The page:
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May 20, 2009
Testimony of Sean Dilweg
Chairman Durbin, Ranking Member Graham, and Members of the Subcommittee on Crime and Drugs, thank you for the opportunity to testify today. My name is Sean Dilweg and I am the Commissioner of Insurance for the state of Wisconsin. I commend you and the Committee for taking the lead in examining fraudulent activity in the health care marketplace.
Health care consumers have in the past and continue today to be harmed by health care fraud and regulatory gaming. State insurance regulators have fought a decades long battle against fraudulent and near fraudulent health care plan schemes. Such schemes range from bogus health care plans that leave millions in unpaid claims to more sophisticated schemes designed to circumvent rating and other restrictions to protect less healthy, less fortunate consumers.
I applaud your efforts to study prevention of billing, provider and other fraud that increase the costs of health care delivery, including fraud affecting Medicare, Medicaid and private health plans. It is just as critical that federal legislative proposals include measures to prevent schemes designed to directly harm consumers. I urge you to make this issue your highest priority and advocate for health care reform that allows confidential coordination of inquiries and investigations among state and federal regulatory and law enforcement agencies, creates a coordinating council, and gives regulatory flexibility to adapt to the changing face of fraudulent and regulatory gaming schemes.
This Congressional session may be a turning point in the history of our country's health care financing system. Great care must be taken to ensure these proposals do not inadvertently expose consumers, our families and friends, to fraud, or leave them unprotected from unscrupulous schemes. Now is the time to enact measures that encourage communication and coordination among federal and state regulatory and law enforcement jurisdictions, as well as set firm boundaries in the law to prevent schemes that abuse consumers.
There have been other such turning points. The enactment of the federal Employee Retirement Income Security Act of 1974 (ERISA) is an example. The enactment of the Erlenborn amendment in 1983 to ERISA is another. The 1974 enactment of ERISA was a major step towards protecting workers against fraud and abuse in the private pension system. It also was the unintended door opener to fraudulent health care insurance schemes. After enactment of ERISA, unscrupulous and innovative operators set up multiple employer trusts to provide bogus health coverage. These operators used the cover of ERISA's preemption of state regulatory authority over insurance activity to set up such fraudulent health insurance plans. They relied on legal ambiguity, limited federal administrative agency flexibility, and gaps in communication, coordination and authority among federal and state law enforcement and regulatory agencies to run bogus health insurance scams.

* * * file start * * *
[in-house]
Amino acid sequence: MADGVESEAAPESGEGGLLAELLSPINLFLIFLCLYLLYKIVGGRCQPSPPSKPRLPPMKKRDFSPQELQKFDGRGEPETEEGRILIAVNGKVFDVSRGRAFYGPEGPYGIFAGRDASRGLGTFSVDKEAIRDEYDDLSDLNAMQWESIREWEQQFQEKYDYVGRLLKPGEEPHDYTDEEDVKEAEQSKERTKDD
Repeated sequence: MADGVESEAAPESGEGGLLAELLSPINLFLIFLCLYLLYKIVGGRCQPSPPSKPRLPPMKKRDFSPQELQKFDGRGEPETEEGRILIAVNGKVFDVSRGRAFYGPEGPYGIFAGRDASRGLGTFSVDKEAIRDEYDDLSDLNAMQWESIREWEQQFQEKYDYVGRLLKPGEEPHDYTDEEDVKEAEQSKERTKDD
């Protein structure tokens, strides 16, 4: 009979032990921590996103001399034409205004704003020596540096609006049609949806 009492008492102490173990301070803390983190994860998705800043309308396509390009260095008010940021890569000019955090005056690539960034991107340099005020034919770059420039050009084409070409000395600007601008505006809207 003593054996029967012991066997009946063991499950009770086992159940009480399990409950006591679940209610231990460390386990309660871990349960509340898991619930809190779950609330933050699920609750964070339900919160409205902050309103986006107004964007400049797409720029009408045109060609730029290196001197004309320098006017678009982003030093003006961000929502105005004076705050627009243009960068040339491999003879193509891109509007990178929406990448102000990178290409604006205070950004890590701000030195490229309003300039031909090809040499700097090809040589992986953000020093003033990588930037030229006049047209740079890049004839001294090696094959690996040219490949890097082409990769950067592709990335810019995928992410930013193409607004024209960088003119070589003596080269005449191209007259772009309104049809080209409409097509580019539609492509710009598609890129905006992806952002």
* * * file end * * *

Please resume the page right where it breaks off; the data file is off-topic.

After the Erlenborn amendment was enacted, health care insurance schemes became more diverse. They included operations that:
o Purported to "aggregate" small employers into a "self-funded" single large employer by "leasing" employees;
This history demonstrates that legislation to prevent criminal health schemes must be flexible and provide for coordinated enforcement and education measures.
The second and equally important lesson is that fraudulent health plans often evolve from schemes to gain windfall profits at the expense of the public by exploiting regulatory gaps. The history of fraudulent health plans demonstrates that it is not uncommon for regulatory avoidance schemes to convert to criminal enterprises.
1) Establish a privilege and a statutory structure for confidential coordination and exchange of information among federal agencies and states insurance regulators. The privilege and structure should safeguard the confidentiality of communications among states regulatory and law enforcement and/or with the federal government for the purpose of regulatory oversight and facilitating investigations and inquiries.
2) Provisions reaffirming state insurance regulators authority to protect consumers. The legislation should not include ERISA-like preemption provisions that provide cover for health coverage schemes or create regulatory gaps.
3) A provision enabling the federal administrating agency to issue regulations or orders establishing that a person engaged in the business of insurance is subject to the laws of the states regulating the business of insurance and to foreclosing the use of federal law, including ERISA, as cover for fraudulent health plan schemes or for schemes to exploit regulatory gaps.
4) Provisions establishing a coordinating body to focus on health insurance fraud schemes and schemes to exploit regulatory gaps. The coordinating body should include state and federal regulators and law enforcement including the U.S. Department of Labor, FBI, the U.S. Postal Inspector, the Department of Labor's Inspector General, the IRS, and the Department of Justice and the U.S. Department of Health and Human Services.
5) Criminal and civil penalties for operators, and those who assist operators, of a health plan that falsely represents itself as exempt from state insurance regulatory authority.
6) Provisions for adequate staff and funding for regulatory enforcement.
7) Provision for adequate staff and funding for an effective consumer education program.
Your committee is right to make health care fraud a priority. I urge you to continue your attention to this important and timely topic.